With newfound energy I sprung forth from the building to begin my adventure anew!… Okay, okay, I awkwardly walked out of the restaurant and tried to find my way back to the main area.
Over the next few scorching hot hours I found various strange shops:
A candy shop that sold everything from sushi shaped sweets to chocolate condoms (not sure if flavoured or just chocolates, but they were all over the shop), to first aid kits; also normal chewy gummies, for the less adventurous lot.
Several shops selling all the random Japanese/Chinese gadgets you see back home in Canada and the States (except here they cost a fraction of the price). Beyblades, Pokémon merch, multi-coloured cat lamps, piggy banks with cats that collect the coins, and more.
And a two-floor One Piece shop (it’s a very well known anime, for those unaware).
I eventually got overheated and tired and started making my way back to the AirBnB for some rest. On the way, I stopped to try a Taiwanese delicacy: Mango shaved ice.
It was amazing!
When I got home I had spoke to Ren for a bit (the owner of the AirBnB) and then watched some movies before passing out for the night. (By the way, Taiwanese Netflix is MUCH better than Canada’s)
August 20: Again I had a slow start to the day so at around 2 p.m. I arrived in the northern area of the city.
After struggling to figure out the buses for about half an hour I made it to the Northern Palace Museum.
By the time I left, several hours later, I hadn’t even seen half of the museum (perhaps I will visit again another time). Here’s a fraction of the exhibits I saw:
I found myself desperately craving Japanese food. Luckily, I stumbled upon Sushi Express, which is one of those sushi-go-round places with the little plates. Each plate here costing about $1 US.
I really did mean to take more pictures of the food…
August 17: My flight – consisting of watching three movies and reading none of the four books I brought on board – landed at about 9:30 p.m. local time. Having managed to stay up most of the flight I was absolutely exhausted by the time I went through customs, grabbed my baggage, bought a SIM card, took the MRT to Taipei Main Station, and finally lugged my suitcase up 5 flights of stairs to arrive at my AirBnB.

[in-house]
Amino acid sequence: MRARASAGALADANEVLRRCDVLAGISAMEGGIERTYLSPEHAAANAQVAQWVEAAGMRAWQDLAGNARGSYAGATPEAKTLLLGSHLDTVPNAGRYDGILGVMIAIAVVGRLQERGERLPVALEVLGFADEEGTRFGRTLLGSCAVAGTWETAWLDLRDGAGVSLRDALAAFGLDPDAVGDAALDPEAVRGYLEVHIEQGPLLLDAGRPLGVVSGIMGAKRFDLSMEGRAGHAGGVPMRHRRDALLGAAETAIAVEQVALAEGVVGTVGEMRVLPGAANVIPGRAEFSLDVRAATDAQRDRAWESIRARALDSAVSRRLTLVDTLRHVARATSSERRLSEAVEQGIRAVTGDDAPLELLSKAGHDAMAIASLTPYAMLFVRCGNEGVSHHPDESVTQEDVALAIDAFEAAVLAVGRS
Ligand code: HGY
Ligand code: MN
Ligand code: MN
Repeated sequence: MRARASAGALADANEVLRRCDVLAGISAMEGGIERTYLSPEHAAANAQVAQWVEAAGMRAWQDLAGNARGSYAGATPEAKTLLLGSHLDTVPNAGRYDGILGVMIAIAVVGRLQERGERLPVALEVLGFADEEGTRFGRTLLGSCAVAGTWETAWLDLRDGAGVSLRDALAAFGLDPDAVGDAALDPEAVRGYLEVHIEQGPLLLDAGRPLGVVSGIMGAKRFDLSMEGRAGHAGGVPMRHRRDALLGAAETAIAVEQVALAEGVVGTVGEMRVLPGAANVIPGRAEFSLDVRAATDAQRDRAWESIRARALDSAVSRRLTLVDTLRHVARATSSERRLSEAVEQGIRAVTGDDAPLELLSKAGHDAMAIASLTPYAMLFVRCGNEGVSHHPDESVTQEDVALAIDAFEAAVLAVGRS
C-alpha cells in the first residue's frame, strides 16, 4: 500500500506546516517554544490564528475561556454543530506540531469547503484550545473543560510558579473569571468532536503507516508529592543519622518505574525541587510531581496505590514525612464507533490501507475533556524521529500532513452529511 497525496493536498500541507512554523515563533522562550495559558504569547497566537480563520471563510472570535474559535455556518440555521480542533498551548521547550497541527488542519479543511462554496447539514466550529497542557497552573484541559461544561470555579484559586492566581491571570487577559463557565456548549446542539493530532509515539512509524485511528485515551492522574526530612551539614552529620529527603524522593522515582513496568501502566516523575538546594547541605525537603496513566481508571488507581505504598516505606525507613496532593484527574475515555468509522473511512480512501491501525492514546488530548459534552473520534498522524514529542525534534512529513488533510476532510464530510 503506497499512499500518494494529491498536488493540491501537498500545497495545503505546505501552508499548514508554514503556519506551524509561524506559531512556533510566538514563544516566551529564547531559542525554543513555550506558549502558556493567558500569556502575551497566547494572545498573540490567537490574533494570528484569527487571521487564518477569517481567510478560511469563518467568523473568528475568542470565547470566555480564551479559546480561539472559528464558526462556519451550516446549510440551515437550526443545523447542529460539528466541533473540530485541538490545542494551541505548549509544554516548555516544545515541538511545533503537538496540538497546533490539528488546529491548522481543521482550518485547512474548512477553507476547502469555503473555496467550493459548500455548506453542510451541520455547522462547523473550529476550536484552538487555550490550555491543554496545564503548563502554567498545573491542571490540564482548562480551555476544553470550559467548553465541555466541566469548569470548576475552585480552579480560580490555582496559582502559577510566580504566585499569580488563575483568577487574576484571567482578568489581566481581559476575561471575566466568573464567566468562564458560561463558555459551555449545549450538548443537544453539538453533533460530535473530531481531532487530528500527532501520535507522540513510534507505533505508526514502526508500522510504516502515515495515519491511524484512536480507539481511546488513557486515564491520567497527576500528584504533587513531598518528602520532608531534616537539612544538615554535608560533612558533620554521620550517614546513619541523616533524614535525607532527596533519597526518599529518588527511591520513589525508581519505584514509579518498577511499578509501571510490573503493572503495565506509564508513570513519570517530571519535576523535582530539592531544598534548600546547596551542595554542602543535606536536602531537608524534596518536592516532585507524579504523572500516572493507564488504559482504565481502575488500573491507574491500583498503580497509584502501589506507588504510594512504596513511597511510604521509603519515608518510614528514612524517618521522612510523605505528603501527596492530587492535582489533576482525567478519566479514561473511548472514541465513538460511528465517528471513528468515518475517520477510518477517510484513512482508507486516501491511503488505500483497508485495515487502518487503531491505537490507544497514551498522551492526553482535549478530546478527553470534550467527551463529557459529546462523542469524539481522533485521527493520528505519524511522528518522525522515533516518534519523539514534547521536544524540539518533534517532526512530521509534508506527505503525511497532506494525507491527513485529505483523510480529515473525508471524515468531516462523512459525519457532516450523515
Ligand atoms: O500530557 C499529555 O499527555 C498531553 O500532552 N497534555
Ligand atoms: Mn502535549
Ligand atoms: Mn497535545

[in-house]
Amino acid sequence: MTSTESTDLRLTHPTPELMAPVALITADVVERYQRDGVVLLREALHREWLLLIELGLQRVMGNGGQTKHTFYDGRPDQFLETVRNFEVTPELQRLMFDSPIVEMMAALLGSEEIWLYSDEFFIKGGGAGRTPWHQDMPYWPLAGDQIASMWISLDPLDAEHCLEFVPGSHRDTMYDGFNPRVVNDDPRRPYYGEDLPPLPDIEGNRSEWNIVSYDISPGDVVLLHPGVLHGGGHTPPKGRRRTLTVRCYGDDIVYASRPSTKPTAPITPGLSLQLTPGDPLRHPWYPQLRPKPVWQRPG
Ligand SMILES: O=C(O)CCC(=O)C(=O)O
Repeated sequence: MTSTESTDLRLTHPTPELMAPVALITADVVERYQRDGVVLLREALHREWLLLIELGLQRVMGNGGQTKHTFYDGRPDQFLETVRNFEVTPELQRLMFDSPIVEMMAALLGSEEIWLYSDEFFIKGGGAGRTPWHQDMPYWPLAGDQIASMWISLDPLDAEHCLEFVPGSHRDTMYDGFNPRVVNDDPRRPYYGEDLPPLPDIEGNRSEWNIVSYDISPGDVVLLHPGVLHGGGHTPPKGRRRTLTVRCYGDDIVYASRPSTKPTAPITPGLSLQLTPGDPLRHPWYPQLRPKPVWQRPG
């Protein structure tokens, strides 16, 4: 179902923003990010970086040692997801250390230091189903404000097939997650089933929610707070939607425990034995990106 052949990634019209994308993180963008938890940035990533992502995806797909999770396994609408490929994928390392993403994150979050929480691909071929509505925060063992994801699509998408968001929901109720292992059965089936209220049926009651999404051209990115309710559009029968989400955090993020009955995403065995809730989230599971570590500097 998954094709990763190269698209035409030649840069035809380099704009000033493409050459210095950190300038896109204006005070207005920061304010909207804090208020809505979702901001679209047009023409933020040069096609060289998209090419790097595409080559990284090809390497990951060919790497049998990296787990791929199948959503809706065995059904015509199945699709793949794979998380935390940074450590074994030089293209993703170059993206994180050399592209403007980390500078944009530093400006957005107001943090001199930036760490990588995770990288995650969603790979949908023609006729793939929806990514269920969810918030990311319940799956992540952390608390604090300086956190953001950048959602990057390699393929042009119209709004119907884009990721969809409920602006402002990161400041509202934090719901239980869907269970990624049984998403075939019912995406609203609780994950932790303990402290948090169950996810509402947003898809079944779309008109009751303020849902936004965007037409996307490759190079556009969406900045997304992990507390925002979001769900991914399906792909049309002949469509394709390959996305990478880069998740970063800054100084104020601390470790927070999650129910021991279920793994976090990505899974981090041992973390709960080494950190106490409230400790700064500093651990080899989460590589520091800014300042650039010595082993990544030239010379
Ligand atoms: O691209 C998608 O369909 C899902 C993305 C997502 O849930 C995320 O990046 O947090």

August 18: I woke up at 8 a.m. convinced I had already overcome the jetlag (hahaha, no). After a quick trip to 7-11, I took a much needed shower, drank enough water to hydrate a horse, and headed out to Taipei 101.
Once I got to the Taipei 101 mall I immediately went down the first escalator I saw (my belly rumbling like crazy as I did so) and made a beeline for Din Tai Fung. Needless to say, I wasnt the only one with this place on my mind. Luckily being a party of one helped me grab a table with relative ease.
For those of you unfamiliar with Din Tai Fung, it is a world-renowned chain of dim sum restaurants that originated in Taiwan. They are most famous for their xialongbao (soup dumplings). For lunch, I ate xialongbao, steamed pork buns, and spicy vegetable dumplings.
For 600 NTD I bought an adult pass for the Taipei 101 observatory – a massive building that ranks amount the tallest on Earth. Even the elevator boasts a former world record for its incredible speed (~600M/min). The 360° view of the city was incredible (and incredibly intimidating too if I’m being perfectly honest).
Had my stomach not been upset from travel, I would have been able to enjoy bubble tea, mango frozen desserts, and pineapple cakes.
Hanging in the centre of the obsevatory floor there was a huge wind damper that prevents the tower from swaying during typhoons and other inclement weather.
On the way down from the observatory I passed through a (mandatory) exhibit for the Taiwanese coral gemstones. Here are some of the neater sculptures:
The price of the smallest one I could find was 480,000 NTD (~$20,000 Canadian).
Desperately needing a break from the heat and humidity I went back to my AirBnB for some R&R plus air conditioning.
For Shabbat dinner (Jewish sabbath) I visited Chabad, where I conversed with the Rabbi who has been living here for the past six years. A few brief conversations later I excused myself so I could go back to the AirBnB and pass out for the night.